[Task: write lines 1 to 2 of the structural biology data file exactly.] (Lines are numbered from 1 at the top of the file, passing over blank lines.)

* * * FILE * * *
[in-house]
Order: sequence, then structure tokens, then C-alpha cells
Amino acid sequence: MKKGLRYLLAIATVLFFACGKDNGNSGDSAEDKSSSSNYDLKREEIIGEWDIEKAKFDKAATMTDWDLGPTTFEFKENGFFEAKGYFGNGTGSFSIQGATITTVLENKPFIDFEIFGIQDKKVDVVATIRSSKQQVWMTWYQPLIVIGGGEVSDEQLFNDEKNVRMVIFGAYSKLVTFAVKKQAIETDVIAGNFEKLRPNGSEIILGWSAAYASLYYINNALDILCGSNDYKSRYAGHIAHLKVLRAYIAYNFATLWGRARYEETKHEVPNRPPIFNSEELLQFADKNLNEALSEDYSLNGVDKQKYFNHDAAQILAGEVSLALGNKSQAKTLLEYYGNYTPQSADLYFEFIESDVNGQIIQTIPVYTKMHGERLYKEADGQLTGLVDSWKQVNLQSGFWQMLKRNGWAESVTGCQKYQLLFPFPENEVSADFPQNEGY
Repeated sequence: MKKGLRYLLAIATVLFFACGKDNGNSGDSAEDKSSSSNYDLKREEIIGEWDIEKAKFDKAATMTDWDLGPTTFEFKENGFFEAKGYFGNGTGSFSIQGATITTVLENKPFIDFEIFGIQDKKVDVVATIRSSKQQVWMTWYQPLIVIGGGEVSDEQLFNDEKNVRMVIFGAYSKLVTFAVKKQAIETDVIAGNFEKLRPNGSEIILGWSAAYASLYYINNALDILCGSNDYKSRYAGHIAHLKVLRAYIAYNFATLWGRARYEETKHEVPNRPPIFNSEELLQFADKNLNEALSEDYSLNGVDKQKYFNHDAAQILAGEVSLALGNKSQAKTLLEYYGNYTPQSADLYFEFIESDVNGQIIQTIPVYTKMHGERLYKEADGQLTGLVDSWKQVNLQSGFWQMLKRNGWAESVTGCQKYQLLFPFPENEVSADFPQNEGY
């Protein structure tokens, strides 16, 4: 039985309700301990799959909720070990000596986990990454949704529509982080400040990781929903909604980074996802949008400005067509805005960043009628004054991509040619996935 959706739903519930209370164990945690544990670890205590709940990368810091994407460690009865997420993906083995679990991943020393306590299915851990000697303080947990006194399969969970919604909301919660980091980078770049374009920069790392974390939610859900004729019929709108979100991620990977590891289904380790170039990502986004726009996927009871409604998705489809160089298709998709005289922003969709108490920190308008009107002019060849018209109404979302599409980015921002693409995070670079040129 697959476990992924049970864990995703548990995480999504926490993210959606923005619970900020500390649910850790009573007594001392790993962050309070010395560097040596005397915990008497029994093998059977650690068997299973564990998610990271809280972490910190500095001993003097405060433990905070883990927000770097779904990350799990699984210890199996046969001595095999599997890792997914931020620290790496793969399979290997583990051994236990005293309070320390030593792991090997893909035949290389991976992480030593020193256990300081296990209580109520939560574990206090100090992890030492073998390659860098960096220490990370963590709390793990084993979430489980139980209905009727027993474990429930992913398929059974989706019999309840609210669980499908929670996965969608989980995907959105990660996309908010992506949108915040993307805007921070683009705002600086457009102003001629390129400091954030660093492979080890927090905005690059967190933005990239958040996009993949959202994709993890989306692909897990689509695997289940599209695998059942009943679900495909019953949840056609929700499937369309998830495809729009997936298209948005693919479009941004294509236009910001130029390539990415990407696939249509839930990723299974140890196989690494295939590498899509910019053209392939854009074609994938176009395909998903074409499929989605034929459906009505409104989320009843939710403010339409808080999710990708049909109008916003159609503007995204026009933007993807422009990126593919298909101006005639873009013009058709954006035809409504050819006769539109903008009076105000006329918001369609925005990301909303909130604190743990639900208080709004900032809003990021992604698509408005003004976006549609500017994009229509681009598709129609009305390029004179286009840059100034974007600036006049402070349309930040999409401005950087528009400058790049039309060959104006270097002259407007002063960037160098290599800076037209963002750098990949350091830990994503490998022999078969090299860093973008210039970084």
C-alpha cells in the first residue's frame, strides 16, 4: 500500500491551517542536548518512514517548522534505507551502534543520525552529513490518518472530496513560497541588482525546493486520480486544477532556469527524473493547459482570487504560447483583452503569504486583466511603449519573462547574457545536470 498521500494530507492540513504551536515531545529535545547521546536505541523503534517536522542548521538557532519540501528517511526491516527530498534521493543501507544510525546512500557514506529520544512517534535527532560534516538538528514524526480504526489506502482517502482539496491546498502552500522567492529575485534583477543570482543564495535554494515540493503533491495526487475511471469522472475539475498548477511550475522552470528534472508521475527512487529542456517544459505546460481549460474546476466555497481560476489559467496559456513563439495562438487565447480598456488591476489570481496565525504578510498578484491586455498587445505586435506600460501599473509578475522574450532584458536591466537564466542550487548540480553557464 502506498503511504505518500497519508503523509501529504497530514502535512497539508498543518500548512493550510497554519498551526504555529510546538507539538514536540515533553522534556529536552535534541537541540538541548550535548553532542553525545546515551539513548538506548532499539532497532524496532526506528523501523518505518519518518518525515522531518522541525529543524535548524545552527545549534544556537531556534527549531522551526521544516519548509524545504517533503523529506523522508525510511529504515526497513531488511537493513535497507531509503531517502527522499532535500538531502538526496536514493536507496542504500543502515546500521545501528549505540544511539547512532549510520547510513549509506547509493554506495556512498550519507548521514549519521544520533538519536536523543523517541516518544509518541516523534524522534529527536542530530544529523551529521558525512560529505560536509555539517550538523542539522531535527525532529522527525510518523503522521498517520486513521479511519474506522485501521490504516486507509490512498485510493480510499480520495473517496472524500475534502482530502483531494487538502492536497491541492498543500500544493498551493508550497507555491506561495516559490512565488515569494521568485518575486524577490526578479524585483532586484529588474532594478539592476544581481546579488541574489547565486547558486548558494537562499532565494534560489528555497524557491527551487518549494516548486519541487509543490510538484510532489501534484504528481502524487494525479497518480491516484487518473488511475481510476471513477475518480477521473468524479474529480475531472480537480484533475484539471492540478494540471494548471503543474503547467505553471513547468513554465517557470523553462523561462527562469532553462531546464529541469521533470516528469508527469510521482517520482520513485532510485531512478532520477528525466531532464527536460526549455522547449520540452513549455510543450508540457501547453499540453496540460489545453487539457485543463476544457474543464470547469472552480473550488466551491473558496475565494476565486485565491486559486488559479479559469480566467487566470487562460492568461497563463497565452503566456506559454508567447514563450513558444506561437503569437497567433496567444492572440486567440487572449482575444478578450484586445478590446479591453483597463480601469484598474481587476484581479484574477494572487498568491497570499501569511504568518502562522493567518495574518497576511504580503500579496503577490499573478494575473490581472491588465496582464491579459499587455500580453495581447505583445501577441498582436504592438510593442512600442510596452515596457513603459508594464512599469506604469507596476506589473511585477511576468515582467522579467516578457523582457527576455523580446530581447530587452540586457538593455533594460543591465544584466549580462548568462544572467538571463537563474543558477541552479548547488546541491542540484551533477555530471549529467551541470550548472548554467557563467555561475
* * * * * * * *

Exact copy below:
[in-house]
Order: sequence, then structure tokens, then C-alpha cells